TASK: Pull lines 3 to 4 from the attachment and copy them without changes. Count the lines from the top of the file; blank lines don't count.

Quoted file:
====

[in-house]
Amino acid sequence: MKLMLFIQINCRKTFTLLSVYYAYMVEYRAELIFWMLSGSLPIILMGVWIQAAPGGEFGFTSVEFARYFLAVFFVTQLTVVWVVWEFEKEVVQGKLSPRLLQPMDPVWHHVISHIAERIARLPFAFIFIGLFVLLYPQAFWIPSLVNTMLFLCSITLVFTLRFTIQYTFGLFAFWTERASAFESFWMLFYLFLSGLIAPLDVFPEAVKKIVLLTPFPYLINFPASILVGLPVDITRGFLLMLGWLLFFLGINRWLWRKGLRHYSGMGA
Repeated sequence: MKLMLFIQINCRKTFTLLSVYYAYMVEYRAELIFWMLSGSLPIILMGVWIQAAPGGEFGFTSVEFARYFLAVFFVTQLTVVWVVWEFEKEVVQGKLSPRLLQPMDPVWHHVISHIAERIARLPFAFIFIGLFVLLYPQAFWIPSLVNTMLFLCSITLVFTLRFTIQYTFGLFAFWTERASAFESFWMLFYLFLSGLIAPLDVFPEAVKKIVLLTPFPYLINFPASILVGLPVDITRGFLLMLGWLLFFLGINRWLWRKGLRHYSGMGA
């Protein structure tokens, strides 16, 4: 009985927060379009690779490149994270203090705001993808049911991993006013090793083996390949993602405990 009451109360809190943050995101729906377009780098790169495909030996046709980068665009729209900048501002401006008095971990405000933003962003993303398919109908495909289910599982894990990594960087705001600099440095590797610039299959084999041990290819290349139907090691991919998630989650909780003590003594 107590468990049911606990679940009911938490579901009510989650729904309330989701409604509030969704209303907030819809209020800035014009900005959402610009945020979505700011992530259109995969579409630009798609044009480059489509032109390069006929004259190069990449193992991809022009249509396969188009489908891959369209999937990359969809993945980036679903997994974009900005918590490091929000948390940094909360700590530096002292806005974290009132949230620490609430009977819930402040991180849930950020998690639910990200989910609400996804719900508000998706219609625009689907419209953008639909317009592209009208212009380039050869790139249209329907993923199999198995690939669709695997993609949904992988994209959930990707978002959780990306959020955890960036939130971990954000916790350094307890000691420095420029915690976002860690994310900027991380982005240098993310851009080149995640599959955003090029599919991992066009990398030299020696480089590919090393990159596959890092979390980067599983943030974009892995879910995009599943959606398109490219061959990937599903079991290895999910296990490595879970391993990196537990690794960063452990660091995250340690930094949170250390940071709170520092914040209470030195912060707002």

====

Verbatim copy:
Repeated sequence: MKLMLFIQINCRKTFTLLSVYYAYMVEYRAELIFWMLSGSLPIILMGVWIQAAPGGEFGFTSVEFARYFLAVFFVTQLTVVWVVWEFEKEVVQGKLSPRLLQPMDPVWHHVISHIAERIARLPFAFIFIGLFVLLYPQAFWIPSLVNTMLFLCSITLVFTLRFTIQYTFGLFAFWTERASAFESFWMLFYLFLSGLIAPLDVFPEAVKKIVLLTPFPYLINFPASILVGLPVDITRGFLLMLGWLLFFLGINRWLWRKGLRHYSGMGA
């Protein structure tokens, strides 16, 4: 009985927060379009690779490149994270203090705001993808049911991993006013090793083996390949993602405990 009451109360809190943050995101729906377009780098790169495909030996046709980068665009729209900048501002401006008095971990405000933003962003993303398919109908495909289910599982894990990594960087705001600099440095590797610039299959084999041990290819290349139907090691991919998630989650909780003590003594 107590468990049911606990679940009911938490579901009510989650729904309330989701409604509030969704209303907030819809209020800035014009900005959402610009945020979505700011992530259109995969579409630009798609044009480059489509032109390069006929004259190069990449193992991809022009249509396969188009489908891959369209999937990359969809993945980036679903997994974009900005918590490091929000948390940094909360700590530096002292806005974290009132949230620490609430009977819930402040991180849930950020998690639910990200989910609400996804719900508000998706219609625009689907419209953008639909317009592209009208212009380039050869790139249209329907993923199999198995690939669709695997993609949904992988994209959930990707978002959780990306959020955890960036939130971990954000916790350094307890000691420095420029915690976002860690994310900027991380982005240098993310851009080149995640599959955003090029599919991992066009990398030299020696480089590919090393990159596959890092979390980067599983943030974009892995879910995009599943959606398109490219061959990937599903079991290895999910296990490595879970391993990196537990690794960063452990660091995250340690930094949170250390940071709170520092914040209470030195912060707002």